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Lane named vice president for Population Health Management

Apr. 30, 2015, 8:44 AM

Nancy Lane, Ph.D., has joined Vanderbilt University Medical Center (VUMC) as senior vice president for Population Health Management.

Nancy Lane, Ph.D.

Lane’s responsibilities include oversight of the creation of systems and programs necessary to successfully manage the quality and cost of health care delivery under population-based reimbursement models where VUMC will be paid based on how well it manages the overall health of populations of patients served by both VUMC and through the Vanderbilt Health Affiliated Network (VHAN).

“I’m thrilled to join the leadership team at Vanderbilt, working together to achieve Vanderbilt’s mission of providing the best care and improving the health of all we touch,” said Lane, who reports to C. Wright Pinson, MBA, M.D., deputy vice chancellor for Health Affairs and CEO of the Vanderbilt Health System, and David Posch, CEO of Vanderbilt University Hospital and Clinics.

“With the federal government signaling that population-based reimbursement is on the horizon, it is vitally important for us to expand our efforts to adapt to what will be a sizeable change in the way we are currently reimbursed for the clinical services we provide,” Pinson said.

“We are delighted that Dr. Lane has joined us to help lead these efforts. Her experience implementing large-scale programs and services to manage health care across populations will be of great benefit as we work to establish these systems for VUMC and VHAN.”

Prior to joining Vanderbilt, Lane worked for 18 years with ValueOptions, the country’s largest privately owned behavioral health and wellness organization. Most recently, she was chief executive officer of the company’s Massachusetts Behavioral Health Partnership (MBHP), which manages publicly funded mental health, substance abuse and integrated care management services for more than 400,000 members across the Commonwealth of Massachusetts

In this position, she worked extensively with state agencies, providers, consumers and advocates in implementing new services and programs. In 2011, she led MBHP’s efforts to successfully win a Centers for Medicare and Medicaid Services (CMS) Innovation grant, which funded the development and testing of a program that included a new type of recovery peer navigator and the use of incentives in treating addiction.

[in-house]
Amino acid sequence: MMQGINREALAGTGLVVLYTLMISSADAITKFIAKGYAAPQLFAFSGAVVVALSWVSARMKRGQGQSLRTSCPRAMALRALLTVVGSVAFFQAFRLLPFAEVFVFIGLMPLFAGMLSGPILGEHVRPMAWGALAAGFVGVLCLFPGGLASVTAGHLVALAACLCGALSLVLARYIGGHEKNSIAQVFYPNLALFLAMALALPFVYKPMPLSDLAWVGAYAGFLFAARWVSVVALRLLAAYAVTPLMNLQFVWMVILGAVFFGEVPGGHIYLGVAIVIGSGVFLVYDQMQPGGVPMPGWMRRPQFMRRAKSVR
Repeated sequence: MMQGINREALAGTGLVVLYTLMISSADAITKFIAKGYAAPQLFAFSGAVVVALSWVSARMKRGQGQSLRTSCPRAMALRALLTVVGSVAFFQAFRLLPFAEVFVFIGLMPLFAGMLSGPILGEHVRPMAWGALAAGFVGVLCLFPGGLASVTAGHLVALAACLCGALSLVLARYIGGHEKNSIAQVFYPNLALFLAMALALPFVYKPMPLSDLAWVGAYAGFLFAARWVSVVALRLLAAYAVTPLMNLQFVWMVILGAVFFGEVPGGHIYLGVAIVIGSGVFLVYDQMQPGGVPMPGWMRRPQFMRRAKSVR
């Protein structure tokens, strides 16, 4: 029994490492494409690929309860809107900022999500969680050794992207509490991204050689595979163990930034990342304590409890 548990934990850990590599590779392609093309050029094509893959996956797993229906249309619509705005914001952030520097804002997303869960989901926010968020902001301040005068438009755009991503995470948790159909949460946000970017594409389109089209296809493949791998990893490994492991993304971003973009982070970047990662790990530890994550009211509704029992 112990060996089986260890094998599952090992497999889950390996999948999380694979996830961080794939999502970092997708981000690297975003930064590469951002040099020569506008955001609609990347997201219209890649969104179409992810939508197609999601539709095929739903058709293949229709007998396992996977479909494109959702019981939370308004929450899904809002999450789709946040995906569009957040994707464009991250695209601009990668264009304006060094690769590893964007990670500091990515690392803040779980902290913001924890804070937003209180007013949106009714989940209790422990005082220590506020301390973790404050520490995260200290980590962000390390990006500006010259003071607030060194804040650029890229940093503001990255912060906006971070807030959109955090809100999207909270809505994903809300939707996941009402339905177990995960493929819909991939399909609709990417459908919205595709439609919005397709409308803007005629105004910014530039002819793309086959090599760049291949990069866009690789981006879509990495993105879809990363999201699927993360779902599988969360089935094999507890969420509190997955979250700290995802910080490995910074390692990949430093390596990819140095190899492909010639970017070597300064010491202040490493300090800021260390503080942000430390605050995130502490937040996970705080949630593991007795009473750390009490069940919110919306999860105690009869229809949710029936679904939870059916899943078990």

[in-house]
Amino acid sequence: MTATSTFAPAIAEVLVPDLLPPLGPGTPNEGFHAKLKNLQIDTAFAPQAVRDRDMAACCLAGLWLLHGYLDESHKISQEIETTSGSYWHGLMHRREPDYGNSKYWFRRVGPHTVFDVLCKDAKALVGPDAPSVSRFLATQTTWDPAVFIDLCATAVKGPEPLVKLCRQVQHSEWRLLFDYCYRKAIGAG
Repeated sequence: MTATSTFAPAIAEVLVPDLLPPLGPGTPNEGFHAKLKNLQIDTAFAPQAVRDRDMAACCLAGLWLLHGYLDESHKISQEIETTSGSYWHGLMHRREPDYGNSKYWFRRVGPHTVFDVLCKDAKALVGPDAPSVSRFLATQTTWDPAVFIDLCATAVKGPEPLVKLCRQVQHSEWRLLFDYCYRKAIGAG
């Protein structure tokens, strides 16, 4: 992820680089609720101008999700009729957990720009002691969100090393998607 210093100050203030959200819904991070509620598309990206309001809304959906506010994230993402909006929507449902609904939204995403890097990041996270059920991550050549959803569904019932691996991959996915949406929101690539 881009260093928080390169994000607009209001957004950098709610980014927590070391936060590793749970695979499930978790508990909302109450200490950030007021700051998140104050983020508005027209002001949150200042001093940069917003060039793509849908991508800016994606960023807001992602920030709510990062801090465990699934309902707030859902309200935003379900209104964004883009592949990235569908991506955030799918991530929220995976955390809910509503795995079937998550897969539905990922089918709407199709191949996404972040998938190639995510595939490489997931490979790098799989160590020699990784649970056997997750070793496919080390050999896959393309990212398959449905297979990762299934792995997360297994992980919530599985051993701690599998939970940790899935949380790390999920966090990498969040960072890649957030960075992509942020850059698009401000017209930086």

Prior to 1997, Lane served in leadership positions for several managed care organizations, including CNR Health and American Psych Management (a predecessor firm to ValueOptions).

A licensed psychologist, Lane received her Ph.D. and M.S. in Clinical Psychology from Rutgers University and her B.A. from Macalester College.

“Nancy brings a wealth of experience and knowledge of approaches to Population Medicine to improve the quality and cost outcomes for patients, while creating good infrastructures for clinicians to achieve these results,” Posch said.

“I’m here to help Vanderbilt get where it wants to go,” Lane said. “By focusing on populations, as opposed to individuals, Vanderbilt is emerging as a leader in the way health care is evolving and changing in the U.S. Part of my role will be to coordinate things that happen here with VHAN and to work on the new payment structures that are increasingly determining the direction of health care (bundled payments, shared savings, risk arrangements).”

Lane said that she has spent her first months here analyzing VUMC’s multi-faceted contracts with payors to help determine how to maximize their value.

“These contracts are a first step toward operating in a value-based payment environment and can work together with the system-wide efforts going on throughout Vanderbilt to streamline operations to improve value and outcomes,” she said.

“Vanderbilt has the programs and skills to succeed in this changing environment. It’s important to make sure everything works together. Expanding our focus to include the health needs and desires of the communities served by VUMC and VHAN will change the ways we approach health care. We’ll be looking at how people get care over extended periods of time and in a multitude of settings, not just in the hospital or clinic,” Lane said.

“This is one of the most exciting developments in health care, and VUMC and VHAN are ready to take on these challenges.”

Lane said she was attracted to Vanderbilt because of its clinical reputation and also for its strong research programs. “As health care continues to change, there is a special role for academic medical centers in terms of their expertise in conducting and disseminating research on both the practice and system-wide delivery of health care.

“I expect Vanderbilt to become one of the country’s leaders in these new approaches.”

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